February 9, 2006

CD Review: Bobaflex - Apologize for Nothing

I mentioned to a friend that I had been listening to a band called Bobaflex and he immediately started laughing. He laughed not because didn't like the band, but thought the name was funny. True, the name is a little odd upon first hearing it, but the music is actually pretty good.

Bobaflex is one of the latest entries in the nu-metal game. The sound is a combination of hip-hop inspired beats, crushing rhythms, and two angles of vocal attack. Take those elements and mix them together, the end result is reminiscent of acts like System of a Down, Korn, American Head Charge and Dope, while never attaining the same level of skill as any of them.

Apologize for Nothing is a pretty good album. The band displays a lot of raw talent and energy, what they need is better song writing. The songs get a good head of steam going, and I can see this being great live, the recording seems restrained. It is as if their energy was drained in order to fit on the disk, rather than being captured at its height of intensity. They may not live up to their potential yet, they do offer something a little different to the listener looking for potential bands of the future.

The album opens with the in your face thunder of "Six Feet Underground," featuring your introduction to the vocalist tag team brothers of Shaun and Marty McCoy. This cut is a good way to get introduced to what they have to offer, while not giving away the best song. That is followed up by "Better Than Me," this tempers the guitar thunder for something a bit more staccato, yet no less heavy.

Track three is where Bobaflex starts really playing to their strengths with "Bright Red Violent Sex." The vocals are clipped, the guitars are measured to induce involuntary head banging. They combine to create an infectious track that invites you to sing along with it's ode to violent love. That is followed by another catchy cut, but to a lesser extent with "Bullseye."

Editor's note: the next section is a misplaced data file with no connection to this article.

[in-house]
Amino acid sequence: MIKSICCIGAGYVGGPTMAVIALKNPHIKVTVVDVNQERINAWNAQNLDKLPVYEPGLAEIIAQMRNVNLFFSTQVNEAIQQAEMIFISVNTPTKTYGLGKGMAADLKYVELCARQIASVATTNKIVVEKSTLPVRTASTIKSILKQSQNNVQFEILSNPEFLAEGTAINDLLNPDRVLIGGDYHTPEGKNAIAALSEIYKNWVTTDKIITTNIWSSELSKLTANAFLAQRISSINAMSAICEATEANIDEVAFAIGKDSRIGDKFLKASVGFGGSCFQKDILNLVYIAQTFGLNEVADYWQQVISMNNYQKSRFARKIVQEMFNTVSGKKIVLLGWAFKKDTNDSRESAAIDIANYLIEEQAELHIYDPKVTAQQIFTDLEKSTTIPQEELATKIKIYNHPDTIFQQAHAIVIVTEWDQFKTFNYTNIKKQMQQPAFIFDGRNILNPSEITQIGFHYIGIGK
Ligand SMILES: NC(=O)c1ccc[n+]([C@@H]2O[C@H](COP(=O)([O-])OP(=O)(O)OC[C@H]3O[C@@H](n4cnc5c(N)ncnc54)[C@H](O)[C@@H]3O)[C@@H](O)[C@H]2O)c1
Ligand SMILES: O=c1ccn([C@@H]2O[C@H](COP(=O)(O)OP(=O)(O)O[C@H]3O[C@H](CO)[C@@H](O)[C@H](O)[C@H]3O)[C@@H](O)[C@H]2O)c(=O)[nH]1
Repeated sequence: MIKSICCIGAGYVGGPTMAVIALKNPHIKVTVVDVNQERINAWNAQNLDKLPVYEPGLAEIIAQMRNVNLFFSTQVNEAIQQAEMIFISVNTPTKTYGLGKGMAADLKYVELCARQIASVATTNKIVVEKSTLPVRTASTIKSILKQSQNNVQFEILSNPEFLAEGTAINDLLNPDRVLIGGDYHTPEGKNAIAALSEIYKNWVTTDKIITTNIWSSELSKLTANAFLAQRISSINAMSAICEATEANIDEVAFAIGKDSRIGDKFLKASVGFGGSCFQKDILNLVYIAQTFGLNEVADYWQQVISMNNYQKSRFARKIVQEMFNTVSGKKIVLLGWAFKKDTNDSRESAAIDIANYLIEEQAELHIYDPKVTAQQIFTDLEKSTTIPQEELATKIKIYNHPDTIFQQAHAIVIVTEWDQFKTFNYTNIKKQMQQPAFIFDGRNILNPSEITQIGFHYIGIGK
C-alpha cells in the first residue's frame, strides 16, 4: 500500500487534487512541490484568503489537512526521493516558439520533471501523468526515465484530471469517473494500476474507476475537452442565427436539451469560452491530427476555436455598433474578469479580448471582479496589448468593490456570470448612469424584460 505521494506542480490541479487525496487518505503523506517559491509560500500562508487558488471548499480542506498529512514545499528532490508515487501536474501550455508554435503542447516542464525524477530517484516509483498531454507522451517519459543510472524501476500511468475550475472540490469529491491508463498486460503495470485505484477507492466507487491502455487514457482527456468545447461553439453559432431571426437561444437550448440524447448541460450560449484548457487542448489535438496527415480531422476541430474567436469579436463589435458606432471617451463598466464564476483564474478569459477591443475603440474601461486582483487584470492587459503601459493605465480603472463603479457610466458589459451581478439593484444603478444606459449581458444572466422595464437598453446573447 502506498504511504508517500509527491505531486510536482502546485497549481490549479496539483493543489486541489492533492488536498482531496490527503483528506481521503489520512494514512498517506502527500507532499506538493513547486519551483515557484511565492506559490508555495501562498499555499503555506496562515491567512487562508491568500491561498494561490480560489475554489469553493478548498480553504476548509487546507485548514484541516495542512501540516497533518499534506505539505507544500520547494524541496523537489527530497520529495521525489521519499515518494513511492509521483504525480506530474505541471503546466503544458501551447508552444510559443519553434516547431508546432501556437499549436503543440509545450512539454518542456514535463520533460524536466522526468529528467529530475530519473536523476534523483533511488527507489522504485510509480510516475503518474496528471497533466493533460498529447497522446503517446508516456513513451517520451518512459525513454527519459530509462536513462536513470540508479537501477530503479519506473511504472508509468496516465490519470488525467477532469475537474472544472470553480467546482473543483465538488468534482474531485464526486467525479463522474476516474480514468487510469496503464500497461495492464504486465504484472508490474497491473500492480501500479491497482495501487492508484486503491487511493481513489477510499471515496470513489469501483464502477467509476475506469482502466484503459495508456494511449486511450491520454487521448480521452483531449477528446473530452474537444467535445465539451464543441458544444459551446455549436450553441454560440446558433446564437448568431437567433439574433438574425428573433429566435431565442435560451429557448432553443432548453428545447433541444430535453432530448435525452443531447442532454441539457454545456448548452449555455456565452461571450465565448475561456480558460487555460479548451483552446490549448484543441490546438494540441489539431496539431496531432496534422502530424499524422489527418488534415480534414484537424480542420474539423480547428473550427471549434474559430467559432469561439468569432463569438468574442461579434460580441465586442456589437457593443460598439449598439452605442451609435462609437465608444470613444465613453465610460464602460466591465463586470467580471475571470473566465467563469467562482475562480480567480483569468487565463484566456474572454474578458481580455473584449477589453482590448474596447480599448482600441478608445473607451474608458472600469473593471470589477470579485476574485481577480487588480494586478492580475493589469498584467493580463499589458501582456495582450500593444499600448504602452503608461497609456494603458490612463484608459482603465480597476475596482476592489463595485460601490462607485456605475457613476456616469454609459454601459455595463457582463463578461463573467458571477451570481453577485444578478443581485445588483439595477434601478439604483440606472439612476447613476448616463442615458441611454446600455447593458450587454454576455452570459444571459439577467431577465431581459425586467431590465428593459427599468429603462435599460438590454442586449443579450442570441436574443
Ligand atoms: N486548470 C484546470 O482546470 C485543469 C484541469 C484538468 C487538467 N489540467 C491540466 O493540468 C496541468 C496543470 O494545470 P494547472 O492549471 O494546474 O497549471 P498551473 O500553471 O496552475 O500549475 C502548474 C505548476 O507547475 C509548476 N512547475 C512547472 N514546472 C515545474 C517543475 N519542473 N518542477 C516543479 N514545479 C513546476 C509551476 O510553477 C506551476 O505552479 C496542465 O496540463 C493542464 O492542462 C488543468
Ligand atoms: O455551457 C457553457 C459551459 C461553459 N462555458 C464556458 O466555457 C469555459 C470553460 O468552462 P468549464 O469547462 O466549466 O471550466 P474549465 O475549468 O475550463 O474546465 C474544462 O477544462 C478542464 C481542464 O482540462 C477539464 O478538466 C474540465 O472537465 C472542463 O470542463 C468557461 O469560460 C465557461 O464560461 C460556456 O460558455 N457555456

"Guns Ablazin'" expands the horizons, bringing a slowed down groove with some group singing. The song centering on a man during WWII contemplating life and his young family, realizing this may be it. This is one of the better songs lyrically on the album. The slow down doesn't last long, as the tempo picks up for "Got You Trapped," lest you think they were beginning a mellow decline. This song features some interesting, contrasting vocal lines, and some head banging guitars.

Now it is time for what is possibly my favorite songs on the album, "Turn the Heat Up." This brings in some social commentary focusing on the underbelly of America, all wrapped in a good groove and a catchy as hell 2 line refrain. That is followed by another slowdown, the familial ode to the strength of blood, "Family." The song features some good vocal transitions and interesting imagery is conjured up by the colorful lyrics, not to mention the guitar harmonies.

"Guardian" has an anthemic groove with some surreal lyrics. I have read that this was written about Officer Niggemeyer, who had shot down Nathan Gale, the man who had killed Dimebag Darrell on December 8th, 2004. I am not sure I see that, but it still is a pretty good song that aims to rise above. After rising up, take dive into the abyss of drug addiction with "Medicine." At first glance it seems to be taking a positive spin on the problem, yet it is seen from the addicts perspective and shows how they are controlled by it. It is a catchy song, but comes off, thematically, as a poor man's version of Metallica's "Master of Puppets."

Heading down the home stretch leads us to the bizarre "Don't Lie Down With Dogs," which is possibly the oddest song on the disk. It has an strange, metali-funky structure with lyrical content that would warn you of the dangers of sleeping around, but then again....

Apologize for Nothing closes with "Rescue You," a track that has a sweetness at its core, yet retains an aura of danger to it. It features some more interesting musical shifts in guitar and vocal tones and styles.

It is strange, I had listened to the album through a few times as I drove back and forth to work, but it seems as if only know am I hearing it. After a few passes through, I thought I had a handle on what they were offering, another nu-metal act with some interesting rhythms and not much else. Now, as I listen a little closer, I am hearing something a little something more. Nothing revolutionary, mind you, but something that has potential. There are a number of interesting vocal harmonies as the two lead vocalists trade off and pair up, each with a distinct sound. Meanwhile, they have three guitarists to play with, building think walls of sound, or paring down to a smaller groove. Something they could work on is the drum presence, as it stands, it is just here to keep the beat going, expand it a bit and you could add more dimension to the music. The music isn't the most original, but there are definitely some seeds of excellence strewn throughout. With some focus, these guys could get real good.

Bottomline. This is hard hitting album from a band that has potential to blow up. Give this a listen, on the surface it will get the adrenalin pumping, but listen a little closer and you may notice a more nuanced performance than you expected.

Recommended. *** / *****


Post a Comment